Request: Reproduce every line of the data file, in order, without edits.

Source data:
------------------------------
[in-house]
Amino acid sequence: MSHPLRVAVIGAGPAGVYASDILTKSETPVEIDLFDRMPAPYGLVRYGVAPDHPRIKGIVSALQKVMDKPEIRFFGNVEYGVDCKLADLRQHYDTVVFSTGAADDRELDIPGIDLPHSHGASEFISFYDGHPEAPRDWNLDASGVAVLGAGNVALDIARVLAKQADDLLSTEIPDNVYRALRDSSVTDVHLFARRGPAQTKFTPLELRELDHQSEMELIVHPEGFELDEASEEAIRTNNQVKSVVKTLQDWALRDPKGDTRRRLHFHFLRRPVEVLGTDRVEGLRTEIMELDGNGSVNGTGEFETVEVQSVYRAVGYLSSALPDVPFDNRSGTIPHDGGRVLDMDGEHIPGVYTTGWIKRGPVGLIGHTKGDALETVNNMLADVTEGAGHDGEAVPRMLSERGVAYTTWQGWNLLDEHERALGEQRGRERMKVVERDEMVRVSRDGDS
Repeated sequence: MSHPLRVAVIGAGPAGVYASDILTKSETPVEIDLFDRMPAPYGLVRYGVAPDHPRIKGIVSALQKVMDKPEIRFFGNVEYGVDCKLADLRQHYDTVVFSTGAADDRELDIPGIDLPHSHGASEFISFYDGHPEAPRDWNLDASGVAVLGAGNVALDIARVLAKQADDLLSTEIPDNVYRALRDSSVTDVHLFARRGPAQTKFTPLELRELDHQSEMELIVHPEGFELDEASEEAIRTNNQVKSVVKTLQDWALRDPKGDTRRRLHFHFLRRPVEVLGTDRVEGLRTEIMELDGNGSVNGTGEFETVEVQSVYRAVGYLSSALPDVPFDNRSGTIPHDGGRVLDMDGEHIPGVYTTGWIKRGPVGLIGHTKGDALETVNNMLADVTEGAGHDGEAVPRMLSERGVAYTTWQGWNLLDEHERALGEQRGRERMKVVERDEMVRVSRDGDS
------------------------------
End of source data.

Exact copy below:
[in-house]
Amino acid sequence: MSHPLRVAVIGAGPAGVYASDILTKSETPVEIDLFDRMPAPYGLVRYGVAPDHPRIKGIVSALQKVMDKPEIRFFGNVEYGVDCKLADLRQHYDTVVFSTGAADDRELDIPGIDLPHSHGASEFISFYDGHPEAPRDWNLDASGVAVLGAGNVALDIARVLAKQADDLLSTEIPDNVYRALRDSSVTDVHLFARRGPAQTKFTPLELRELDHQSEMELIVHPEGFELDEASEEAIRTNNQVKSVVKTLQDWALRDPKGDTRRRLHFHFLRRPVEVLGTDRVEGLRTEIMELDGNGSVNGTGEFETVEVQSVYRAVGYLSSALPDVPFDNRSGTIPHDGGRVLDMDGEHIPGVYTTGWIKRGPVGLIGHTKGDALETVNNMLADVTEGAGHDGEAVPRMLSERGVAYTTWQGWNLLDEHERALGEQRGRERMKVVERDEMVRVSRDGDS
Repeated sequence: MSHPLRVAVIGAGPAGVYASDILTKSETPVEIDLFDRMPAPYGLVRYGVAPDHPRIKGIVSALQKVMDKPEIRFFGNVEYGVDCKLADLRQHYDTVVFSTGAADDRELDIPGIDLPHSHGASEFISFYDGHPEAPRDWNLDASGVAVLGAGNVALDIARVLAKQADDLLSTEIPDNVYRALRDSSVTDVHLFARRGPAQTKFTPLELRELDHQSEMELIVHPEGFELDEASEEAIRTNNQVKSVVKTLQDWALRDPKGDTRRRLHFHFLRRPVEVLGTDRVEGLRTEIMELDGNGSVNGTGEFETVEVQSVYRAVGYLSSALPDVPFDNRSGTIPHDGGRVLDMDGEHIPGVYTTGWIKRGPVGLIGHTKGDALETVNNMLADVTEGAGHDGEAVPRMLSERGVAYTTWQGWNLLDEHERALGEQRGRERMKVVERDEMVRVSRDGDS